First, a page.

• Cream the butter and sugar until light and fluffy. It is important to create a light mixture and this may take a few minutes. By hand it can take 10 minutes or more.
  • Mix the salt, baking powder, lemon rind and mixed spice into the flour .
  • Gently fold alternate amounts of flour mix and egg into the creamed batter, until all is incorporated. 
  • Stir in the fruit mix (some bakers dust the fruit lightly with flour).
  • Let the mixture sit, covered, for 10 minutes.
  • Spoon half of the mixture into the cake tin and smooth gently.
  • Cover the first half with a marzipan circle. Try not to press down too hard as this will compress the batter underneath. 
  • Cover the circle with the remaining cake mixture.
  • Smooth off the top.


I found when looking into the baking of Simnel cakes that instructions for baking a 3 egg cake differed wildly, from just 1 3/4 hours at 140C/275F to 2 3/4 - 3 1/4 hours at 150C/300F. I am also sure that this is a recipe that will bake differently in different ovens so the notes below are a rough guide only. 

Baking in my simple gas oven I have gone for a middle path, baking the cake in a preheated oven for 2 1/4 hours. 

If I want a moist cake (because I am preparing the cake in advance or am baking it to mail and will need a cake that cake that can mature without drying out), I bake at 150C/300F for 1 3/4 hours 45 minutes, 150C/300F for 15 minutes and then leave the cake in the oven with the heat off for another 15 minutes.

I have also baked this mixture without the marzipan as a medium, moist fruit cake to eat straight away and in that case I have baked for the whole 2 1/4 hours at 150C/300F.

If your oven is particularly strong you might consider tenting the cake with silver foil in the last stages to avoid burning the top before the middle is cooked. 

Leave the cake to cool in the tin from anywhere to 15 minutes to an hour depending on preference, then turn onto a cooling rack. 

Once cool, glaze the top of the cake with apricot jam and place the second marzipan circle carefully on top. 

Glaze the top of the marzipan with apricot jam also (or egg if you prefer), and place the marzipan balls in a circle on top. 

Toast the cake briefly under a preheated grill until the top just begins to turn golden.  My husband gamely assisted with this, taking it out at just the right moment! This took less than 2 minutes under our grill.


I knew from the start that I wanted to make my own marzipan and that I wanted it to be egg free, as not everyone in our family can eat raw egg. I also wanted the cake to be good to eat after posting.

Moro's Sam and Sam Clark note that when making marzipan with fresh Spanish almonds they don't need to add egg as the oil in the almonds acts as the binding agent. This fits with what I have found when using almonds from a friend's Spanish finca and have struggled to find such fresh almonds in the UK. However, I also discovered that in the Middle Ages British marzipan was made in this way, with rose water added to some versions, and that this is the way it is still made in many Asian cultures.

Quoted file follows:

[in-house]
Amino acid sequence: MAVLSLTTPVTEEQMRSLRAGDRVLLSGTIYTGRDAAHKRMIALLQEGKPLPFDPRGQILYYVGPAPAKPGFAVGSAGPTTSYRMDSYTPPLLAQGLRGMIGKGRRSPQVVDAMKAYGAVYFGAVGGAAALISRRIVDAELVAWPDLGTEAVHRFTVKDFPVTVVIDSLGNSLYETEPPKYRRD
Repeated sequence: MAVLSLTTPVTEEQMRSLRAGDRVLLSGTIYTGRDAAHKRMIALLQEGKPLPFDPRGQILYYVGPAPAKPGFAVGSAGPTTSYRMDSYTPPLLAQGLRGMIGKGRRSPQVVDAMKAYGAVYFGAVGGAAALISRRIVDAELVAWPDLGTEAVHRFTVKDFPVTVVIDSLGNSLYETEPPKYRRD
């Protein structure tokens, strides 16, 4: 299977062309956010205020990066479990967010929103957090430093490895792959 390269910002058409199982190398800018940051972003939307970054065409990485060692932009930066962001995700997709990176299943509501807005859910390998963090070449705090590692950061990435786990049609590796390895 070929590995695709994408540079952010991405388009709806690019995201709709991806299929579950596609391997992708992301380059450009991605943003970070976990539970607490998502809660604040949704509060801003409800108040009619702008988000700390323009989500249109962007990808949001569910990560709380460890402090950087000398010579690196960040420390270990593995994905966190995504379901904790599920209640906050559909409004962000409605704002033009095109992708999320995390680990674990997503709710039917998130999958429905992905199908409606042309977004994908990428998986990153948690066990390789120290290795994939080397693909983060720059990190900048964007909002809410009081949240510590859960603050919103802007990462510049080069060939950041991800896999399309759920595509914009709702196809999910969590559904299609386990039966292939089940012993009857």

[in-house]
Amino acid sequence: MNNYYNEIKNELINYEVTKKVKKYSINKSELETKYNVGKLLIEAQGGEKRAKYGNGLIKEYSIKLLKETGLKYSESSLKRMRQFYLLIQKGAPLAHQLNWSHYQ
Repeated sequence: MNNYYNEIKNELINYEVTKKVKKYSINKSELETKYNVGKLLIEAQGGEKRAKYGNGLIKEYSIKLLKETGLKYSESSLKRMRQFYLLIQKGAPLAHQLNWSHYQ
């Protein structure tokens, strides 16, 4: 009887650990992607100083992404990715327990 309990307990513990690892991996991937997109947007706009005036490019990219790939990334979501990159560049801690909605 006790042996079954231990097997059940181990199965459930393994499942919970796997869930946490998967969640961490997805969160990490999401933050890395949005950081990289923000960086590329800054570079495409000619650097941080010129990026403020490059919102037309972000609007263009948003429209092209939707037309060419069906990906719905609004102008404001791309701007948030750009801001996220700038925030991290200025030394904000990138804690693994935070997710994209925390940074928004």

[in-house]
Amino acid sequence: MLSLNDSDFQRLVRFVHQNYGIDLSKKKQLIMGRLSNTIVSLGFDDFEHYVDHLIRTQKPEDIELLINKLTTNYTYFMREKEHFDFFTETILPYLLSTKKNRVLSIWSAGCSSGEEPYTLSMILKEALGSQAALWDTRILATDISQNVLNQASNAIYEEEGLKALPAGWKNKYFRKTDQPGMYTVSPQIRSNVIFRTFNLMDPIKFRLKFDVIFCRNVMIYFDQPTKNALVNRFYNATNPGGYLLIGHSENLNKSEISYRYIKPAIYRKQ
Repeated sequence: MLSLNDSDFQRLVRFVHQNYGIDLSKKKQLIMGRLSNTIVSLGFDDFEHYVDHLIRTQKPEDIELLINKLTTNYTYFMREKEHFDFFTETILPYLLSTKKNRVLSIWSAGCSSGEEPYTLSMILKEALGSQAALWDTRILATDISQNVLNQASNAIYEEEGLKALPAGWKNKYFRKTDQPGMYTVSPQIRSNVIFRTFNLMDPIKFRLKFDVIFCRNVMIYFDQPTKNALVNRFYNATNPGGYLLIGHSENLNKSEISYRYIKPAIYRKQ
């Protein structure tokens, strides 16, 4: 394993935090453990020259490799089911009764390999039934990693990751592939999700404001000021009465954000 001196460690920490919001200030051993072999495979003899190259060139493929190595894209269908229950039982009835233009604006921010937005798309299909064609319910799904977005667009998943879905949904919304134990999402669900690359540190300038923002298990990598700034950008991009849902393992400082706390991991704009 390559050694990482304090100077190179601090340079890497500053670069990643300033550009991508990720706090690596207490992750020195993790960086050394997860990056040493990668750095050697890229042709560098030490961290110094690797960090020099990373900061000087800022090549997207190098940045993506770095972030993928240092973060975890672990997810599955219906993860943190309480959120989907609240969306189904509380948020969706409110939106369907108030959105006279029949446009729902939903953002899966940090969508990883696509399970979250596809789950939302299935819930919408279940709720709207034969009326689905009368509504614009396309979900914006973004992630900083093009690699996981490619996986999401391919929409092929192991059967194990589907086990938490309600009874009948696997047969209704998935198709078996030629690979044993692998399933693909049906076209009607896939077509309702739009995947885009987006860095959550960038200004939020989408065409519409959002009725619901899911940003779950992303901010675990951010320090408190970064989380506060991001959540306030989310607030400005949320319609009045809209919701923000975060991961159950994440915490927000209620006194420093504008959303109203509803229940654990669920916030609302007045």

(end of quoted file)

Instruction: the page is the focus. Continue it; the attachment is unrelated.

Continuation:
I had also read that one common problem with Simnel cakes is that the marzipan layer simply melts during baking. As sugar has a high boiling point I reckoned that using an eggless marzipan with a high sugar content would help to stop this happening, which it did.

I followed a formula that uses sugar syrup taken to soft ball stage. If you prefer not to use sugar syrup (which can burn badly if you accidentally touch it or spill it on yourself), recipes on links below give formulae for egg free marzipan with unmelted sugar. {Trust me I know about the burn part, having followed a recipe that suggested you 'roll the sugar ball between your finger and thumb' to test its consistency. I did this and watched my thumb blow up to something that resembled a barley sugar in its size and translucent orange colour. After that it was no touching the sugar and gloves all the way…)

The day before baking, I prepared 550g of marzipan using proportions in the formula below. Another time I would prepare more, to make thicker marzipan layers and to leave more for the decorative balls. The formula as I give it below makes about 730g.

The marzipan produced by this sugar syrup method is quite crumbly, like the lovely marzipan found in German and Austrian sweets. For the Simnel cake, however, it needed to be more malleable, in order to be rolled out. Therefore, on baking day I hydrated the marzipan by adding sunflower oil, little by little, until the marzipan was soft enough to roll without cracking. That took about 8 tablespoons of oil. Glycerin can also be used. Having prepared almond paste again to fill an ensaimada, and finding that I needed far less oil, I'm even more convinced that the amount of oil used is closely linked to the freshness of the almonds. So in this case be guided by your own nuts, as it were.